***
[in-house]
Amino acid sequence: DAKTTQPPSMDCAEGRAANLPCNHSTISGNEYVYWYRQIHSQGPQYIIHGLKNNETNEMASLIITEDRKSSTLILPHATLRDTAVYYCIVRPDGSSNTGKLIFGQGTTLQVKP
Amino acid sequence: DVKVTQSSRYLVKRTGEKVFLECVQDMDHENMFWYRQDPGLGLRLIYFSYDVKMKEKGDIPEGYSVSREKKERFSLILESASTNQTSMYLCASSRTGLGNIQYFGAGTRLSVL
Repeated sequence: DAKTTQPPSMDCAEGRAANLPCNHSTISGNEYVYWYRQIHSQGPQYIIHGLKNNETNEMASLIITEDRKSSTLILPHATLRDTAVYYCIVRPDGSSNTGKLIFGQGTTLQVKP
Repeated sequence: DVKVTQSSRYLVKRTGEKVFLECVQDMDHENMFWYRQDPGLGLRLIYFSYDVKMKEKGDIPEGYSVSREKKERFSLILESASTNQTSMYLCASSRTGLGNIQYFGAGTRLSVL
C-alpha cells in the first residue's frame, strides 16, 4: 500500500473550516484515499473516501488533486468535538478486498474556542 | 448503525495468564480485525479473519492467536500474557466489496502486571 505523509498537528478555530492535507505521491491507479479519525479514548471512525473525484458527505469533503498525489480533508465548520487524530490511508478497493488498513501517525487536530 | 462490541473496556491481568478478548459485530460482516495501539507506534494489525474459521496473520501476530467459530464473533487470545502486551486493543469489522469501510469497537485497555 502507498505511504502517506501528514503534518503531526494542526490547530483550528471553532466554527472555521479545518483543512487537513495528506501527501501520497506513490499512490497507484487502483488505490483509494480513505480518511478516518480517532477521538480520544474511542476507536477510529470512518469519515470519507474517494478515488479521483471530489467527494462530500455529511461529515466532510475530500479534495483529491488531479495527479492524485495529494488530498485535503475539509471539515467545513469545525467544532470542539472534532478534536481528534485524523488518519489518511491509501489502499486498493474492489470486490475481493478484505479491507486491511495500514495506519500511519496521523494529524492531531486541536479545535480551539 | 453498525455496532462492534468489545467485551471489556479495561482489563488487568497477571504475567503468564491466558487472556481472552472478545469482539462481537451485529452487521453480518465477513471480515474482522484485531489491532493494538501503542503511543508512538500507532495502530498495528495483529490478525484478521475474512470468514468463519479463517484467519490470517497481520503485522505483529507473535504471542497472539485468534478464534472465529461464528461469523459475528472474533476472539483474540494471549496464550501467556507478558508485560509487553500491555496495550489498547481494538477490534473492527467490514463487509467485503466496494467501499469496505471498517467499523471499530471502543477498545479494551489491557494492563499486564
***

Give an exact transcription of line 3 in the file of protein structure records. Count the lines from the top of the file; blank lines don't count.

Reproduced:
Amino acid sequence: DVKVTQSSRYLVKRTGEKVFLECVQDMDHENMFWYRQDPGLGLRLIYFSYDVKMKEKGDIPEGYSVSREKKERFSLILESASTNQTSMYLCASSRTGLGNIQYFGAGTRLSVL